I wondered how to tell her about my state-level game without coming across as a show-off. And, more than anything, how would I go beyond five words of English?
She caught me staring. I wanted to kill myself. She continued to jgnli directly at me, the towel still around her neck. Then she walked up to me. A shiver ran down my spine. I wondered if she would scream at me like she had done during the match.
She had walked across the court, to thank me? She was breathing hard. My eyes were glued to hers. Look away, Madhav, I scolded myself and turned away. Uttering each word was like hitting a brick. Two of yours should move with them. You become the shooter. Of the other two, one is your defence, the other supports you.
Did it mean she would catch what I had said later? Or did she mean she actually wanted to catch me? Like, she liked me so much she wanted to catch me? Of course, this seemed unlikely. But then I had given her good tips and you never know with these modern people. Basketball, underrated as it might be in this country, packs it all in half an hour.
The match ended The newbies had lost, but still kept pace with the college team—a considerable achievement. R, however, seemed disappointed.
She wiped her face with a towel and picked up her blue Nike kitbag. A few boys tried to make eye contact with her but she ignored them, i wanted to speak to her. However, no boy from Dumraon has ever had the guts to approach a high-class girl from Delhi.
I wanted her to watch my game. There was nothing else I could impress her with. Coach Piyush went up to her. They became engrossed in a conversation. This was my chance. Underconiident guys need a go-between to speak to a girl. I ran up to Piyush. Trial-va hai ya mazaak? Is it a trial or a joke? I regretted knowing him. I could have taken offence. However, he had helped me without knowing it, so I was grateful. She looked at me and smiled. I loved her short little name.
Or maybe when you start liking people, you start liking everything about them—from their sweaty eyebrows to their little names. For the first time in my life a girl had asked my name. It was only later that I learnt that people who construct sentences like that sound low class. You see, we think in Hindi first and simply translate our thoughts, word for word.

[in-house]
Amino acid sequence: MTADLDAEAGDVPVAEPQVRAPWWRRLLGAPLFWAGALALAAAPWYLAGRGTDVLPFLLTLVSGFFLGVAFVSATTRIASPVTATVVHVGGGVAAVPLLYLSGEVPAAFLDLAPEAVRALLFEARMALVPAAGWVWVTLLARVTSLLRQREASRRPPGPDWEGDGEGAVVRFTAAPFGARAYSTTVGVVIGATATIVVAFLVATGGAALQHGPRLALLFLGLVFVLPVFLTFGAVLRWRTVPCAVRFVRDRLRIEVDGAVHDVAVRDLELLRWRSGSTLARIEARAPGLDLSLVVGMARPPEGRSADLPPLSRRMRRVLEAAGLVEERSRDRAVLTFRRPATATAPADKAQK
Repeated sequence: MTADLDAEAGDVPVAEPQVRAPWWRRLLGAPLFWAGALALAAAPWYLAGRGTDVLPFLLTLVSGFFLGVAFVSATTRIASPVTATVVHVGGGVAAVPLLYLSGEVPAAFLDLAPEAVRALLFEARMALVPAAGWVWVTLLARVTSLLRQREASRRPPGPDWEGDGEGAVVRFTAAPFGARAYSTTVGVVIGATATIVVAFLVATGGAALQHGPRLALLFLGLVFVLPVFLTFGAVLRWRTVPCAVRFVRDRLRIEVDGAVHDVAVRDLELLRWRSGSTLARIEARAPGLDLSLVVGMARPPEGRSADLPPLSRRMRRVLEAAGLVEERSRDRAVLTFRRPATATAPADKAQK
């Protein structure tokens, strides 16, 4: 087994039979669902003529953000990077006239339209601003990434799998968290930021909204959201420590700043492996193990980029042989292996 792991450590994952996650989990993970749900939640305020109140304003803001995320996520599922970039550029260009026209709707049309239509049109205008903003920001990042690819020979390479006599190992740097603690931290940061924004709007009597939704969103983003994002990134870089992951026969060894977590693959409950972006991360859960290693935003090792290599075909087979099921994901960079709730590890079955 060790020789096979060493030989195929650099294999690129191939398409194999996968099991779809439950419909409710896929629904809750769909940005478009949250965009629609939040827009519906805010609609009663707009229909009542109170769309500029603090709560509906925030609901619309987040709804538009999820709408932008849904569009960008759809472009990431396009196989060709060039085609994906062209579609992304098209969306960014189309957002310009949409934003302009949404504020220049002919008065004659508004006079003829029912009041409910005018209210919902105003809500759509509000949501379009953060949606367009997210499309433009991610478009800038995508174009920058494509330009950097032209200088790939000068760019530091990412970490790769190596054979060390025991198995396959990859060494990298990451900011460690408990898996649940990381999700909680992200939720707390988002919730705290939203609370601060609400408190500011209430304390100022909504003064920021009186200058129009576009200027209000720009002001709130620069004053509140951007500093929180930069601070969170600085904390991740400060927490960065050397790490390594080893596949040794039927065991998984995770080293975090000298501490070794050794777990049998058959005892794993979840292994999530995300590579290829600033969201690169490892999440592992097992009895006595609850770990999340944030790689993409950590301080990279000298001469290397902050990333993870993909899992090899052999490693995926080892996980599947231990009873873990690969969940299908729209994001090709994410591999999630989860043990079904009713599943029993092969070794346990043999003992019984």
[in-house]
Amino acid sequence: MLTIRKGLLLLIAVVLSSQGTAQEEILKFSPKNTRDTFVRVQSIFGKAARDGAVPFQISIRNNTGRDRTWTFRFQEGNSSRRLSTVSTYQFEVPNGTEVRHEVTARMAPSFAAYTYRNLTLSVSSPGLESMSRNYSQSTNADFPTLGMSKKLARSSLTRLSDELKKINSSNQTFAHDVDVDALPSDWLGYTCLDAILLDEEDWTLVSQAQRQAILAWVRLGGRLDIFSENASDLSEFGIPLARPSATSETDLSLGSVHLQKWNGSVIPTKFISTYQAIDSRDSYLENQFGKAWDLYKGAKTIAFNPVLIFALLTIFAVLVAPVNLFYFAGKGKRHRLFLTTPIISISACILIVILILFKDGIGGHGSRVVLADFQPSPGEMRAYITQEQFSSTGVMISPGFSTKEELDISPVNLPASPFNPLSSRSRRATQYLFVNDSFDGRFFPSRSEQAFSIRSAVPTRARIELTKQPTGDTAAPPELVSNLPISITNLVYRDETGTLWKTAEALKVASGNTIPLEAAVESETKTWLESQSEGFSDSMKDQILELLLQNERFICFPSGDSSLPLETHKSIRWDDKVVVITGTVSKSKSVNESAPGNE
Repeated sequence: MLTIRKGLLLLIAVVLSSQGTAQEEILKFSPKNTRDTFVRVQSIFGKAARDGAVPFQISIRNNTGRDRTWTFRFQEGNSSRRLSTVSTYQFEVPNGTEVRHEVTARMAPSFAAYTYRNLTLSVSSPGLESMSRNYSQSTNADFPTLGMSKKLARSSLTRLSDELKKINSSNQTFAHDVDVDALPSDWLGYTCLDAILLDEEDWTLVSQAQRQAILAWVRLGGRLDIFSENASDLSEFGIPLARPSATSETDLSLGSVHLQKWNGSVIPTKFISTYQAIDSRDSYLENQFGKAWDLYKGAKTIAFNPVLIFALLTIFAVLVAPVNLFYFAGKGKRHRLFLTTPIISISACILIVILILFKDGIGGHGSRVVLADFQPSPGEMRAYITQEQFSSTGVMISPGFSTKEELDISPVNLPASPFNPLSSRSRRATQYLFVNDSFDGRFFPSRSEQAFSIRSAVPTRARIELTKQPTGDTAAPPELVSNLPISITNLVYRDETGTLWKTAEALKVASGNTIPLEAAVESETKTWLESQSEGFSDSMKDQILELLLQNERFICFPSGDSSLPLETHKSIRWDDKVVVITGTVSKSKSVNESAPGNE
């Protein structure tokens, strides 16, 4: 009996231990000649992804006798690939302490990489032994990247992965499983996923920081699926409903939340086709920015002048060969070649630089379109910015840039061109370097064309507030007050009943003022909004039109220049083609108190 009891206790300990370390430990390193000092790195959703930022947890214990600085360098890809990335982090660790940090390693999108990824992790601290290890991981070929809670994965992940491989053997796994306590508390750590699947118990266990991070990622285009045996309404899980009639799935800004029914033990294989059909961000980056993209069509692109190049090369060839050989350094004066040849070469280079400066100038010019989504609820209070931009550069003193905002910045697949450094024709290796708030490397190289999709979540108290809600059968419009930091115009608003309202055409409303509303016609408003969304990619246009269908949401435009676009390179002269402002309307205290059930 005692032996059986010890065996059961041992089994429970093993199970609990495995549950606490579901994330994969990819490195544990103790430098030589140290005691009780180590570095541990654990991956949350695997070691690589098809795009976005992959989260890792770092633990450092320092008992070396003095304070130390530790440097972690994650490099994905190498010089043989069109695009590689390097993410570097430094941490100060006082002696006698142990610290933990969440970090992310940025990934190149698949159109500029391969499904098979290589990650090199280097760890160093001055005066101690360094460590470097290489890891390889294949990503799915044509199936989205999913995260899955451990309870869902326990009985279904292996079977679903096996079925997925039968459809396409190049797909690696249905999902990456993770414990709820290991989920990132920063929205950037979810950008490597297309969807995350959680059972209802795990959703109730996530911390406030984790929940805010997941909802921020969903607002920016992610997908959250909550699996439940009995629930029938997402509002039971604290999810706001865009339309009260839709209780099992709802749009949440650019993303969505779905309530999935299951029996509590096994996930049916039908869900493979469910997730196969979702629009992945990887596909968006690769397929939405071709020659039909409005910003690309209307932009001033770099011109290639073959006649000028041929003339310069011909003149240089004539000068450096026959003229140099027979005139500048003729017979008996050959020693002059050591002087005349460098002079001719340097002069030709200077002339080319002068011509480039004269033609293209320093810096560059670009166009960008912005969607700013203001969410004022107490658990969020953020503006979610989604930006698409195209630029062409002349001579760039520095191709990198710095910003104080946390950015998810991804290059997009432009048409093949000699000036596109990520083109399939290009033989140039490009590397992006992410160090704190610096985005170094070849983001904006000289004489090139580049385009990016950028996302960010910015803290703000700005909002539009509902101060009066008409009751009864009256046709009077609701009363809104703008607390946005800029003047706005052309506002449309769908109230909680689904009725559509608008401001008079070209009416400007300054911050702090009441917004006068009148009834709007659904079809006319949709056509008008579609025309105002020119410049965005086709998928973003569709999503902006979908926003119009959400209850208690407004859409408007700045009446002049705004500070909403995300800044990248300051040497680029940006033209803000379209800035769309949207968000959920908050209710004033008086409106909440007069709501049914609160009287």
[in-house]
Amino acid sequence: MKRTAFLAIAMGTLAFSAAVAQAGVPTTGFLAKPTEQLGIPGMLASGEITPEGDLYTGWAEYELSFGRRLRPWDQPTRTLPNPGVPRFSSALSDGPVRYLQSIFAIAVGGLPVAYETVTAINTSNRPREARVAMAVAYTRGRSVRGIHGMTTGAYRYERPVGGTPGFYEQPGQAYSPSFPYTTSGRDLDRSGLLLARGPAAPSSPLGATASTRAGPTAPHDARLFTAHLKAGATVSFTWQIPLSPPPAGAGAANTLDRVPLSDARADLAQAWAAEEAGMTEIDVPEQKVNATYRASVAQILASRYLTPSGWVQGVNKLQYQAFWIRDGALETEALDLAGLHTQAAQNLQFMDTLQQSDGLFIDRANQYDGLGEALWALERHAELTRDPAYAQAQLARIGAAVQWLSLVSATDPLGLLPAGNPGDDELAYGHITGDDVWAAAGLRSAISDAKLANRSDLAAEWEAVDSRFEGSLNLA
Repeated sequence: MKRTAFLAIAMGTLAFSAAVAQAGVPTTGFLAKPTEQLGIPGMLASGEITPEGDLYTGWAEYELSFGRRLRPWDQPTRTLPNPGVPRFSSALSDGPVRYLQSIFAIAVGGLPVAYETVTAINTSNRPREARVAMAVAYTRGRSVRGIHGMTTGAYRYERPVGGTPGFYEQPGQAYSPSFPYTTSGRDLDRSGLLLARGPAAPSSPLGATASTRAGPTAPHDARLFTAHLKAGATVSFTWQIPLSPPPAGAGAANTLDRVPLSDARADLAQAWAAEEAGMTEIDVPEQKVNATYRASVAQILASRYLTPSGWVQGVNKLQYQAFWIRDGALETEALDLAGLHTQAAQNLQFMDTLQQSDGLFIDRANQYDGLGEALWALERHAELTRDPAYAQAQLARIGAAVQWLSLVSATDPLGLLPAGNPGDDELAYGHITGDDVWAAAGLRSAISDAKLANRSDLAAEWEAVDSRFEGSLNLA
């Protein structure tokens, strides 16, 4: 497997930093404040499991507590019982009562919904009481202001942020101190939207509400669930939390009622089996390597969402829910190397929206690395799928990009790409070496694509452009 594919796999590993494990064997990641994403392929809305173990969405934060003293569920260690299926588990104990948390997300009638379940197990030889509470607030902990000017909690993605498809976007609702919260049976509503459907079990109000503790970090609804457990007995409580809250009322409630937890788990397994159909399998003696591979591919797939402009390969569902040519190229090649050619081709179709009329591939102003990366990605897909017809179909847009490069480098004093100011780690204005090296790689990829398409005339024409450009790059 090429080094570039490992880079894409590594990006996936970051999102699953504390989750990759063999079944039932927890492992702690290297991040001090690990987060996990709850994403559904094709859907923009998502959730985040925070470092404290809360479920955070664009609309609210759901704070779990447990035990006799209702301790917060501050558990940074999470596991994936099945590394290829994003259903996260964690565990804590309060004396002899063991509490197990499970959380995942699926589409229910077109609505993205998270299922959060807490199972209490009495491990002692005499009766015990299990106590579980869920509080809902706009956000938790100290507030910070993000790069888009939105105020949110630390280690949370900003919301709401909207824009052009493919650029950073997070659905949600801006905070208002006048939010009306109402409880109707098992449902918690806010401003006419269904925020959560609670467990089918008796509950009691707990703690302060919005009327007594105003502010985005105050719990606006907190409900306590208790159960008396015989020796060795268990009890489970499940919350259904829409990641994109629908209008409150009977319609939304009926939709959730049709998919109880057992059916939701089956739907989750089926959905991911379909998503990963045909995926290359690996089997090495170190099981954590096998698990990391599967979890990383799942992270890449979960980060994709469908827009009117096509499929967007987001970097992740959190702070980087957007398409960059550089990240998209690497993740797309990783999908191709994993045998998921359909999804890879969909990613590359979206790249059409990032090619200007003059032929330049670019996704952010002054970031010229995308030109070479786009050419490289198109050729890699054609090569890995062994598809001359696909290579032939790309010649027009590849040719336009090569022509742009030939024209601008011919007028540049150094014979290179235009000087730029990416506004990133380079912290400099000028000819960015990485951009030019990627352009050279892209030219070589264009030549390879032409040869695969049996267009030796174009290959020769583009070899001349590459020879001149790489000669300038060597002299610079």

She laughed because Piyush had already revealed that fact about me. There was no judgement in her voice. I liked her more and more every second. I wanted to know her full name and her native place.
That is how we introduce ourselves in Dumraon. Plus, I had a selection trial in a few minutes. The coach blew his whistle. I ran—rather, hopped—in excitement towards the changing room. Soon, I was back on court and Piyush started the game. As the crowd dapped, I looked around. She was sitting on one of the benches, sipping water from a bottle.
I had a good game, but her presence made me play even better. The score inched forward; I pushed myself harder and scored a few more baskets. When I took a tough shot, the seniors patted my back. Piyush blew the final whistle.
We had done it. The newbies had managed to defeat die St. My body was drenched in sweat. I felt drained and exhausted. Players patted my back as I struggled to catch my breath. Piyush came running up to me in the middle of the court.
He ruffled my sweaty hair. I walked out of the court deliberately towards Riya. My head had known it would end like this.
But if they do, then see you. As she became more distant with every step, I wanted nothing more than to get admission to St. On fire on the court, huh? Disappointment slammed into me. He patted my back and walked away. I stood alone in the middle of the basketball court. Everyone else had left. I saw the brick-coloured buildings and the greenery around me. Is this place in my destiny? It was our destiny.
That is why, one month later, a postman came to my doorstep in Dumraon with a letter from St. He also wanted a big tip.